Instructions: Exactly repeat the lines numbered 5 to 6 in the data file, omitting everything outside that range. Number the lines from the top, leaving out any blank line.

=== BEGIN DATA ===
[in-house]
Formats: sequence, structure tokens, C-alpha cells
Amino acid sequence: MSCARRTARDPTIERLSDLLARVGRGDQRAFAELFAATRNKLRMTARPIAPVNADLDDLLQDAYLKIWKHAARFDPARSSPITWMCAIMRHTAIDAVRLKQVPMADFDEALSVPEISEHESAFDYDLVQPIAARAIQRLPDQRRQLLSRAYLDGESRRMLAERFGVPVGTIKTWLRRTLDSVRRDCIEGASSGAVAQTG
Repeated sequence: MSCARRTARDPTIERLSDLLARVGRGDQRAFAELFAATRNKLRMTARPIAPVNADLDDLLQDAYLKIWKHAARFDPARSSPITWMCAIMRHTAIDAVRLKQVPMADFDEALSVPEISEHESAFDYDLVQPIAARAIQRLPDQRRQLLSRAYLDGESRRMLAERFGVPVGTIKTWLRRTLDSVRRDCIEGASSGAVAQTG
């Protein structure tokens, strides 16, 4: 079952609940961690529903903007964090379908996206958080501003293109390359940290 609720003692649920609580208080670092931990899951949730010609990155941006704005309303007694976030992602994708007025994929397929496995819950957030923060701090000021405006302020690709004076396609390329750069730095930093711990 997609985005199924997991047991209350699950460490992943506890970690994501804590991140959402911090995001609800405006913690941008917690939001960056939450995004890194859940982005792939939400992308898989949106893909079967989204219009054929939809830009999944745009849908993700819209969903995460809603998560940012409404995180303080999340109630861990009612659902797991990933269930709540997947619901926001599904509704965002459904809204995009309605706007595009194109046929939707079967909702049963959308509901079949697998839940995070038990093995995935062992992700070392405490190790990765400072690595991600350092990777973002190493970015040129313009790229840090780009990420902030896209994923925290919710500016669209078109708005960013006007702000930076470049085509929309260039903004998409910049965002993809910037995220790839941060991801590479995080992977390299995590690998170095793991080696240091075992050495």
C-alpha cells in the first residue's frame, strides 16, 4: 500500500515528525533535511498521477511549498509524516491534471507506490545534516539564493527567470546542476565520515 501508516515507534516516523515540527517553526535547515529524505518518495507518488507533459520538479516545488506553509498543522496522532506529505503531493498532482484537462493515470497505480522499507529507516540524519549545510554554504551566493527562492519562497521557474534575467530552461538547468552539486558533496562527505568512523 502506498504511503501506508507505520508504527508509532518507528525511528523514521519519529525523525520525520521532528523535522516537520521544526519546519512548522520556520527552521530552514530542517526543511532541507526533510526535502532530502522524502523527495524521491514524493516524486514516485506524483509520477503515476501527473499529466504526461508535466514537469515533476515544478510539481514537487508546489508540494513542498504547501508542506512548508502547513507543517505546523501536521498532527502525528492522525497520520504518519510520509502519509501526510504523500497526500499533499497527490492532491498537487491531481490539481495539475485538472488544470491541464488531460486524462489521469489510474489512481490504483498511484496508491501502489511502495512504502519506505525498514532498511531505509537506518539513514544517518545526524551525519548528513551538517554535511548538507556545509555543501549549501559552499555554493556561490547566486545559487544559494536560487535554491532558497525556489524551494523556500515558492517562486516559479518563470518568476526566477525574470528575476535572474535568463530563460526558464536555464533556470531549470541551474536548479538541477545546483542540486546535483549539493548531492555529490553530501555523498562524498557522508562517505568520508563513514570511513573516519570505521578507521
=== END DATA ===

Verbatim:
């Protein structure tokens, strides 16, 4: 079952609940961690529903903007964090379908996206958080501003293109390359940290 609720003692649920609580208080670092931990899951949730010609990155941006704005309303007694976030992602994708007025994929397929496995819950957030923060701090000021405006302020690709004076396609390329750069730095930093711990 997609985005199924997991047991209350699950460490992943506890970690994501804590991140959402911090995001609800405006913690941008917690939001960056939450995004890194859940982005792939939400992308898989949106893909079967989204219009054929939809830009999944745009849908993700819209969903995460809603998560940012409404995180303080999340109630861990009612659902797991990933269930709540997947619901926001599904509704965002459904809204995009309605706007595009194109046929939707079967909702049963959308509901079949697998839940995070038990093995995935062992992700070392405490190790990765400072690595991600350092990777973002190493970015040129313009790229840090780009990420902030896209994923925290919710500016669209078109708005960013006007702000930076470049085509929309260039903004998409910049965002993809910037995220790839941060991801590479995080992977390299995590690998170095793991080696240091075992050495």
C-alpha cells in the first residue's frame, strides 16, 4: 500500500515528525533535511498521477511549498509524516491534471507506490545534516539564493527567470546542476565520515 501508516515507534516516523515540527517553526535547515529524505518518495507518488507533459520538479516545488506553509498543522496522532506529505503531493498532482484537462493515470497505480522499507529507516540524519549545510554554504551566493527562492519562497521557474534575467530552461538547468552539486558533496562527505568512523 502506498504511503501506508507505520508504527508509532518507528525511528523514521519519529525523525520525520521532528523535522516537520521544526519546519512548522520556520527552521530552514530542517526543511532541507526533510526535502532530502522524502523527495524521491514524493516524486514516485506524483509520477503515476501527473499529466504526461508535466514537469515533476515544478510539481514537487508546489508540494513542498504547501508542506512548508502547513507543517505546523501536521498532527502525528492522525497520520504518519510520509502519509501526510504523500497526500499533499497527490492532491498537487491531481490539481495539475485538472488544470491541464488531460486524462489521469489510474489512481490504483498511484496508491501502489511502495512504502519506505525498514532498511531505509537506518539513514544517518545526524551525519548528513551538517554535511548538507556545509555543501549549501559552499555554493556561490547566486545559487544559494536560487535554491532558497525556489524551494523556500515558492517562486516559479518563470518568476526566477525574470528575476535572474535568463530563460526558464536555464533556470531549470541551474536548479538541477545546483542540486546535483549539493548531492555529490553530501555523498562524498557522508562517505568520508563513514570511513573516519570505521578507521